GUANTANAMO BAY NAVY BASE, Cuba -- The military judge froze all pretrial proceedings in the Sept. 11 case on Thursday and ordered a mental-health examination of alleged 9/11 plotter Ramzi bin al Shibh to determine if he’s fit to face the death-penalty trial.
In the best-case scenario, hearings laying the foundation for the eventual death-penalty trial of alleged Sept. 11 mastermind Khalid Sheik Mohammed and four accused accomplices could resume in mid-February. A defense lawyer, however, said the sanity board request sought by case prosecutors could suspend litigation for up to a year.
Army Col. James L. Pohl, the judge, ordered the evaluation at the request of the case prosecutor. Pohl had four times in two days this week ejected the Yemeni captive from the courtroom for being disruptive and complaining that guards were subjecting him to sleep deprivation through noises and vibrations at his secret prison lockup.
Wednesday, the 41-year-old Yemeni yelled in court that the Army colonel now serving as the Guantánamo prison warden was “a war criminal.” Tuesday he called the judge a war criminal, too.
Case prosecutor Clay Trivett announced the government request for the examination, then argued briefly that certain aspects of the pretrial hearings in the complex, five-man conspiracy case could go forward. Defense lawyer James Harrington opposed the examination but said, once ordered, the proceedings must come to a standstill.
The judge agreed and canceled the remainder of this week’s hearings. Pohl clarified with the prosecution that the issue was strictly limited to Bin al Shibh’s current competency to stand trial, not whether he was mentally competent at the time of the terrorist attacks that killed nearly 3,000 people in New York, Pennsylvania and at the Pentagon on Sept. 11, 2001.
Now it will be the judge’s job to craft an order for the so-called 706 examination: Instructing a military medical commander to assemble a three-doctor panel with access to Top Secret information and Bin al Shibh to evaluate his mental health.
Pohl had done this previously in Guantánamo’s other death-penalty case involving the alleged USS Cole bomber, Abd al Rahim al Nashiri. If Pohl follows that model, he will write a series of questions for the mental health experts to answer — a portion that will be made public advising on the overarching issue of competency and a portion that will be sealed for Bin al Shibh’s defense team.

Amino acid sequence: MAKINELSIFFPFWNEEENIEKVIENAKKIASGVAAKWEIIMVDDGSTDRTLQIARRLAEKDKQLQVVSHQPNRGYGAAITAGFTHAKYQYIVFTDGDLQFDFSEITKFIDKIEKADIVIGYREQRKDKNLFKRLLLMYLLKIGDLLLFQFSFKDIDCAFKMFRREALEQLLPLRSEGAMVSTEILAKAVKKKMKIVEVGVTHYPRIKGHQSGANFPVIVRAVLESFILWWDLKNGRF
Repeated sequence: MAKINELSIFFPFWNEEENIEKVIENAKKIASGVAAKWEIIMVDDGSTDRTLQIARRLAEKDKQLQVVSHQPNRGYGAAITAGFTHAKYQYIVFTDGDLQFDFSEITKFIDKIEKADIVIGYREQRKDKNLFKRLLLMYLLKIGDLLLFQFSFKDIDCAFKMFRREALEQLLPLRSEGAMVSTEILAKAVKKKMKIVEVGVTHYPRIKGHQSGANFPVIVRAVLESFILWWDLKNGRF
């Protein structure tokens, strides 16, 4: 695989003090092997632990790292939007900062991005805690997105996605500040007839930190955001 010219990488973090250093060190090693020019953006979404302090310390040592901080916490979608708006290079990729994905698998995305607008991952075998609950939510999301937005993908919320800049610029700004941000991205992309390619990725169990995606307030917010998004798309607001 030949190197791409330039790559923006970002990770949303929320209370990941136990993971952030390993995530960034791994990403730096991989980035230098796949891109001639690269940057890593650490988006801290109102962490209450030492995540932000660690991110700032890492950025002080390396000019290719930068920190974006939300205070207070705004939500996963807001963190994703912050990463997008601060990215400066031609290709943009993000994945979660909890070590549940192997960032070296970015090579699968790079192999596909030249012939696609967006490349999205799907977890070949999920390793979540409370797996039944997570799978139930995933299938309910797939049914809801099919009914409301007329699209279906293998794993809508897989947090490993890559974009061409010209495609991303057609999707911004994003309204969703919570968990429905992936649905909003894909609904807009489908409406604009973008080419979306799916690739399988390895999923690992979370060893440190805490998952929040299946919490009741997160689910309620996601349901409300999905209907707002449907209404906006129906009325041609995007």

The Nashiri process took nearly two months, from early February to late March, a period that did not span the holiday season. It found Nashiri, who was waterboarded by the CIA, suffered Post-Traumatic Stress Disorder but was fit to stand trial.
But Harrington said after the session that the prosecution and defense still have to haggle over aspects of how the sanity board would be conducted. Open questions include whether a defense lawyer would be with Bin al Shibh when he speaks with the military’s psychiatrists; whether the interview will be videotaped, and the contours of the questions the judge will put before the board.
Harrington said he could foresee litigation on some of those questions at the next Guantánamo hearings in the case, Feb. 10-14, before the mental health experts start work. In which case, he said, the hearings might be put on hold for “months and months, for up to a year.”
Bin al Shibh sat quietly in court Thursday throughout the brief hearing, as did the alleged plot mastermind and Mohammed’s nephew, Ammar al Baluchi, accused as an accomplice. Two of the defendants voluntarily skipped the hearing.
Pohl pointedly asked the prosecutor whether the government was proposing splitting Bin al Shibh’s case off from the others, a mechanism that would let him be tried separately and hearings proceed in the case against the other four. Trivett said no.
Bin al Shibh, accused of organizing the Hamburg, Germany, cell of the Sept. 11 hijackers, is the longest-held of the 9/11 trial defendants. He was captured in Pakistan on Sept. 11, 2002. He has often used the pretrial hearings, meant to set conditions for the eventual death-penalty trial, to air complaints about his conditions of confinement.
As far back as 2009, he complained through his lawyer that guards were pumping foul smells and loud noises into his cell and vibrating his bed. In September, judge Pohl ejected him for shouting about impediments to the attorney-client relationship. And in August he asked to be taken back to his holding cell after an outburst about an insufficient lunch.
His defense lawyers argue he’s not delusional and have provided a filing from a former prison psychiatrist, a lieutenant colonel, who ruled out psychosis and therefore delusions.
“A patient in Ramzi bin al Shibh’s condition cannot accurately be assessed for Delusional Disorder — Persecutory Type,” the Army doctor wrote June 21. “Feelings of persecution are consistent with being detained as an enemy combatant and being prosecuted for war crimes.”
Still, Harrington said the limited scope of the coming mental health assessment would likely not allow the judge’s so-called sanity board to investigate the source of the vibrations and other noises that Bin al Shibh says plague his sleep.
This is not the first time Bin al Shibh’s mental health will be evaluated by the U.S. military. During the Bush-era military commissions another judge ordered a similar competency exam for Bin al Shibh. But the issue was never resolved. After President Barack Obama was elected, his administration abandoned that case to reform the war court system and briefly planned to move the trial to New York.